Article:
STANSELL: They actually asked how we did that. One of the guards came up and said, how do you do that? With a kind of training do your special forces go through to do that? So it's a level of ignorance that you have to live with to experience, Glenn. I mean, it's not really possible to understand it unless you're immersed in it and it's quite shocking.

GLENN: Keith, because I watched the -- by the way, if you don't know this story, you'll remember this story from, what was it, a year ago now when there was a bogus, you know, Red Cross kind of moment where they flew this military -- or this Red Cross kind of like chopper down and took these guys out. And before anybody on the ground figured it out, they figured out that it was a rescue and that's how you guys got out. And I want to get into the controversy surrounding that because it's been driving me crazy. But when you guys first made the videotapes -- now this is over five years ago. When you were first making the videotapes the, you know, proof that you were alive tapes, Keith, I don't think I've ever heard any dad ever -- I mean, it was amazing to watch. You told your kids to be brave and that if you don't come home, it's okay. What was that like?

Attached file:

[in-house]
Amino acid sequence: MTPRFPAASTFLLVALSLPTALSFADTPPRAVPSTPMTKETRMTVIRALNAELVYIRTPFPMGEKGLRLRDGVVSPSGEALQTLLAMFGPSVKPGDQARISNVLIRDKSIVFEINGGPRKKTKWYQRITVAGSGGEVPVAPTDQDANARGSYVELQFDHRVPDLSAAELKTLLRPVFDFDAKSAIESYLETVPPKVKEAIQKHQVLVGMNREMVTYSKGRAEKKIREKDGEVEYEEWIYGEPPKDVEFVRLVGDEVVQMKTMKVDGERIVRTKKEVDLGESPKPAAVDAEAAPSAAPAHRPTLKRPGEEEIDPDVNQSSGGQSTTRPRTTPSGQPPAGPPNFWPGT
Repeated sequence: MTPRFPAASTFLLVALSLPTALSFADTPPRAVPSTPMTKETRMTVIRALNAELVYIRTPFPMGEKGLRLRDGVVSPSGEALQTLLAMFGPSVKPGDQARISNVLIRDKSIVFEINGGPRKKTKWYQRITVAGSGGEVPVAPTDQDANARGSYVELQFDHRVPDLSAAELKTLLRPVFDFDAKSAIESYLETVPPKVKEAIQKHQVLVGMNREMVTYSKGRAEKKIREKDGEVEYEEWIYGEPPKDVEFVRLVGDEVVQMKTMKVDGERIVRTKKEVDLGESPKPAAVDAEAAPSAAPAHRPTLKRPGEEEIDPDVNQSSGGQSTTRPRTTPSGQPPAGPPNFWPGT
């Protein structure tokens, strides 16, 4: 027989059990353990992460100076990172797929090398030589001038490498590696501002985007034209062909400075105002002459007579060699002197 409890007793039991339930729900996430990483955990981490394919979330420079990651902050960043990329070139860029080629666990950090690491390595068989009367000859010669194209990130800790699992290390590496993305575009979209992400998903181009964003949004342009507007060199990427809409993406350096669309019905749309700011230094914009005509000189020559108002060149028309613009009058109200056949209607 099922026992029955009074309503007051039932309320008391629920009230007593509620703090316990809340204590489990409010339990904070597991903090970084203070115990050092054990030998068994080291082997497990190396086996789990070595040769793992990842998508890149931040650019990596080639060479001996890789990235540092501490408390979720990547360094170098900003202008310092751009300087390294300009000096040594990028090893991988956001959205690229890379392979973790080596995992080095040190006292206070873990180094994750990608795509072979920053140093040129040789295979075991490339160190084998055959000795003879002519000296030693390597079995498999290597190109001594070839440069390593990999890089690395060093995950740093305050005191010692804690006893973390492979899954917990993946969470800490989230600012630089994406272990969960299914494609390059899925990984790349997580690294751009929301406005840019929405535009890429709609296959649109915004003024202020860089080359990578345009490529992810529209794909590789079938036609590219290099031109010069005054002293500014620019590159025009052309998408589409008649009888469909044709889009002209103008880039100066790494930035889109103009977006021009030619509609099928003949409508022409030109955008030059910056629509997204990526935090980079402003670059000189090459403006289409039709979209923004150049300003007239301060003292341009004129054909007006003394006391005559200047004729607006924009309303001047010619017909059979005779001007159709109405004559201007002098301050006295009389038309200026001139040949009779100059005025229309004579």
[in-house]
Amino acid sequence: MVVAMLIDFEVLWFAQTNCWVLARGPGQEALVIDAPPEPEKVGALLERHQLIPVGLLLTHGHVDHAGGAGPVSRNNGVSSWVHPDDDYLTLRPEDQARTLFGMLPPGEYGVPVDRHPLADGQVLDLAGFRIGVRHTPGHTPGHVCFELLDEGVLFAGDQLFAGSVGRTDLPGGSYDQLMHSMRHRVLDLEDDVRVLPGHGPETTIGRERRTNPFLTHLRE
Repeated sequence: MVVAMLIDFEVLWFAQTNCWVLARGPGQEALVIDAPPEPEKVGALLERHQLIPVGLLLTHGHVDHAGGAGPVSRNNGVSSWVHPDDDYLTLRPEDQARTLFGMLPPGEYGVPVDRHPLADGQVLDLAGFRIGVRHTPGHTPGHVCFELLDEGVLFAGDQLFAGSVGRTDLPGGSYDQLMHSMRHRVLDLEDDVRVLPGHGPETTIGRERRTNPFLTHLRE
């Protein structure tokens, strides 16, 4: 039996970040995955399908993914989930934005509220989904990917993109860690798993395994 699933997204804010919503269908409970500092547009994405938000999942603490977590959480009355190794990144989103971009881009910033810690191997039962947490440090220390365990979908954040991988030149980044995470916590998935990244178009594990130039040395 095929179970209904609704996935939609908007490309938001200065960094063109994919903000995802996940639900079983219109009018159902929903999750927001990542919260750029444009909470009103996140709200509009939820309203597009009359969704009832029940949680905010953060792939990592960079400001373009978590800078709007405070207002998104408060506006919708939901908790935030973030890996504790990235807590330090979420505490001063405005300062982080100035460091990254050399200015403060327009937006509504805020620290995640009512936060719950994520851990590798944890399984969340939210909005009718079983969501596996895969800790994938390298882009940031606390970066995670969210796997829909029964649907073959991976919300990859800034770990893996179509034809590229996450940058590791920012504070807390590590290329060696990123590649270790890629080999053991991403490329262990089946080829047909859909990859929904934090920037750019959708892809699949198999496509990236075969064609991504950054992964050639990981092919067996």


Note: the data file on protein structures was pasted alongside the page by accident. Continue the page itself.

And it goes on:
STANSELL: It was tough. You know, we were essentially in a box, we could surprise kind of ambushed here, the news of Marc's mom, the deaths of our coworkers that came looking for us a month afterwards and, you know, at that point, Glenn, I think what you need to do is get out the most important thing and I don't want to speak for Marc and Tom. I think it's fairly easy to say that for the three of us, our kids, our families, that was the most important thing. So if I could do anything at that point, I wanted to reach out to my children and let them know how I felt and give them at least one last piece of guidance as if I was never going to speak to them again. That's all I thought about doing.

HOWES: The second proof of life we did, was it last year -- or just year before last, Keith and Marc didn't want to speak. They didn't want to build any propaganda for the FARC, but I did speak on that one and just because it was very important to get a message out to my family because the family looms up huge in situations like that. I kept this going basically.